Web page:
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  • Writer's pictureWayne Ewing

The Rum Diary Back-Story: Episode Two

Updated: 6 days ago

This Episode opens with Hunter and historian Doug Brinkley exploring the “War Room” in the basement of Owl Farm where Doug found the original manuscript of The Rum Diary. This scene is the only time I ever saw Hunter in the War Room or filmed with him there. Back in the 1970’s when he had a family in residence –his wife Sandy and his son Juan – the War Room was the lair in which he worked. There was even a fireplace to keep him cozy, and a cellar door to the outside, like on a tornado shelter, so that he could come and go unnoticed by those upstairs. After the divorce and his family left Owl Farm, Hunter moved up into the kitchen, where he sat on a stool at the wooden counter we called “Mahogany Ridge” with his back to the stove and his face to typewriter. And that’s pretty much the spot where he lived, worked and played for over twenty-five years until he ended his life sitting right there.


Just as Hunter’s inimitable traits provided the inspiration for the lead character Paul Kemp in The Rum Diary (played by Johnny Depp in the movie), Hunter reveals at the end of this Episode that Sandy was the model for the character Chennault (played by Amber Heard in the film). Like Amber, Sandy was clearly a gorgeous young woman. This picture taken by Hunter in Puerto Rico can be found in Gonzo an excellent, over-sized book of Hunter’s photos. He obsessively documented his life and times with a keen eye. I highly recommend the book, which also has an insightful, well-written introduction by Johnny Depp.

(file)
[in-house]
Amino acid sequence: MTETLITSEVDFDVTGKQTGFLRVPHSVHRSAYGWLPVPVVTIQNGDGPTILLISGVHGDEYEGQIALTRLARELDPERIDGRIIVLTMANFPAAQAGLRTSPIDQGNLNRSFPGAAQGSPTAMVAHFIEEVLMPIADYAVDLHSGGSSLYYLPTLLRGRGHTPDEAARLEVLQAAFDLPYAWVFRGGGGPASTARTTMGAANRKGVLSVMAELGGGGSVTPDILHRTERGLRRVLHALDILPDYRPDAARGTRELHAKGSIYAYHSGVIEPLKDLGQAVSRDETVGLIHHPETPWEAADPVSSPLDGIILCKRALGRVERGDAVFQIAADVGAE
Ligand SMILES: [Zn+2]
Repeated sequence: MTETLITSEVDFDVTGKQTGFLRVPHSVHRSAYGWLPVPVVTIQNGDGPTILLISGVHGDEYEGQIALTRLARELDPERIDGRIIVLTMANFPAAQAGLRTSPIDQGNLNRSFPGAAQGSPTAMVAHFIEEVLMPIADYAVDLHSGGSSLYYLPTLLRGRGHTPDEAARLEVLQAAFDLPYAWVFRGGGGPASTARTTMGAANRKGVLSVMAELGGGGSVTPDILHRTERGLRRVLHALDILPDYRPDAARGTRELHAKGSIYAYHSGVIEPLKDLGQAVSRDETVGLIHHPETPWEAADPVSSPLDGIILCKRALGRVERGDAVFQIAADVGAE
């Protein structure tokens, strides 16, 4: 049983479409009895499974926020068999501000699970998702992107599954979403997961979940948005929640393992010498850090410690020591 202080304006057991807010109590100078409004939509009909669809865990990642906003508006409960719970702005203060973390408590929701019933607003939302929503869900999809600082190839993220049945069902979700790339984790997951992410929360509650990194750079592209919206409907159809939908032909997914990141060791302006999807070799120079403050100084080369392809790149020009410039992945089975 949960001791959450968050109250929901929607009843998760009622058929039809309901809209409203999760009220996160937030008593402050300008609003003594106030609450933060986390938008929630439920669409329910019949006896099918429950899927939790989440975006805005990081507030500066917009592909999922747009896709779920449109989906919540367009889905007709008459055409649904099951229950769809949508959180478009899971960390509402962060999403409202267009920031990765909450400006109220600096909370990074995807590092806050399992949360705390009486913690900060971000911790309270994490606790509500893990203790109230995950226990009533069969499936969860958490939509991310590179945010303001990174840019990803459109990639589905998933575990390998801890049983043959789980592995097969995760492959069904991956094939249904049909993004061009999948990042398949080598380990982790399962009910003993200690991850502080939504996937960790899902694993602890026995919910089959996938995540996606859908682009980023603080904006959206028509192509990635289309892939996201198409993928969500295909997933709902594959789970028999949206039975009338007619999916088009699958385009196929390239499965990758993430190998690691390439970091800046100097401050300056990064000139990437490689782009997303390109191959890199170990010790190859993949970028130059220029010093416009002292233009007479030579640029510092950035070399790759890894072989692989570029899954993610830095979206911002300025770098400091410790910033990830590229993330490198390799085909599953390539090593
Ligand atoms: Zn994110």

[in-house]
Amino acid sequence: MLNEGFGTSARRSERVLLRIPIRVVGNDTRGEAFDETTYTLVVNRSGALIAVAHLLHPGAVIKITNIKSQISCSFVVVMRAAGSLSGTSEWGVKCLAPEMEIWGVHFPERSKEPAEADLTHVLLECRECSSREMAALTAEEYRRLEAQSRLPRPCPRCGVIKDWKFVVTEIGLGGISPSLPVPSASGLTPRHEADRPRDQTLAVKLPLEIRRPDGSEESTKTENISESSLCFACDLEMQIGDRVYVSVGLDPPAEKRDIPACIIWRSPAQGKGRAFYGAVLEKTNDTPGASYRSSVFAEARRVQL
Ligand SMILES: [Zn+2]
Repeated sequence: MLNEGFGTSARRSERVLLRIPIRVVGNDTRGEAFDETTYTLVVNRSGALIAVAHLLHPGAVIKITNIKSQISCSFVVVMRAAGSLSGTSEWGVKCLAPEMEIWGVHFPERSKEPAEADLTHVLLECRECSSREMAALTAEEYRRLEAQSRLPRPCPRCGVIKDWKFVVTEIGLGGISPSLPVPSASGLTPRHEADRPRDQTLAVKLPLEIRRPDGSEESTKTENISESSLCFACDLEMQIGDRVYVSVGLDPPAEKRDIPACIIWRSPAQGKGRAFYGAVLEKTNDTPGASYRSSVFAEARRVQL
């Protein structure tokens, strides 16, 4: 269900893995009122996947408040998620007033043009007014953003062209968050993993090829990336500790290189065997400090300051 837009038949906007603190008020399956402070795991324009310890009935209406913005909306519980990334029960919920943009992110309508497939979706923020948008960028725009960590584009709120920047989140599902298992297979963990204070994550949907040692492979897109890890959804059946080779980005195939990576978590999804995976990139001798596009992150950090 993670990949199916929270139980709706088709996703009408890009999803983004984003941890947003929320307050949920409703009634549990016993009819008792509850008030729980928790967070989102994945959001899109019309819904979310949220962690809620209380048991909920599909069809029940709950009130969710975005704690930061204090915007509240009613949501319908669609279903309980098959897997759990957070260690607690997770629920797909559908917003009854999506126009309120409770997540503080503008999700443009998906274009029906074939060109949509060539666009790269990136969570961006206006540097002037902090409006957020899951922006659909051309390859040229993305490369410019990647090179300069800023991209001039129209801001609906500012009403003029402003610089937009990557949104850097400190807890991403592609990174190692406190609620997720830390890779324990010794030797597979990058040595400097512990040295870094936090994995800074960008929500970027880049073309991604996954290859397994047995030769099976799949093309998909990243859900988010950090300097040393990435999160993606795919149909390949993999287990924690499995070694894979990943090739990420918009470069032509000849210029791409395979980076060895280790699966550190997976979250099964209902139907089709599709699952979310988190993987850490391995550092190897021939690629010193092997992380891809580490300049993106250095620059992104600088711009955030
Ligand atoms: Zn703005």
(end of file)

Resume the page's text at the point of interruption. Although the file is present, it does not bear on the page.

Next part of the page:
“I live 5 miles from town, on the beach, 4- room house, motor scooter, no job, writing freelance stuff for Stateside newspapers, also fiction, so many bugs I can barely breathe, wife here and cooking, no money, vagrant artist from New York also living here, all in all life is not bad.” The Proud Highway, letter from Loiz Aldea, Puerto Rico 5/25/1960

Given Hunter’s incredible sense of self (who else would saved almost every letter they wrote, certain they would be published one day?) he undoubtedly figured that his life in Puerto Rico was like a movie, and sure enough, now that’s true. The question is: would Hunter like what Johnny Depp and the director Bruce Robinson have done with his story? Having seen quite a bit of the film, my guess is he’s smiling right now as he rests up for his eventual return to this world as a “Road man for the Lords of Karma,” as he predicted in Breakfast with Hunter.

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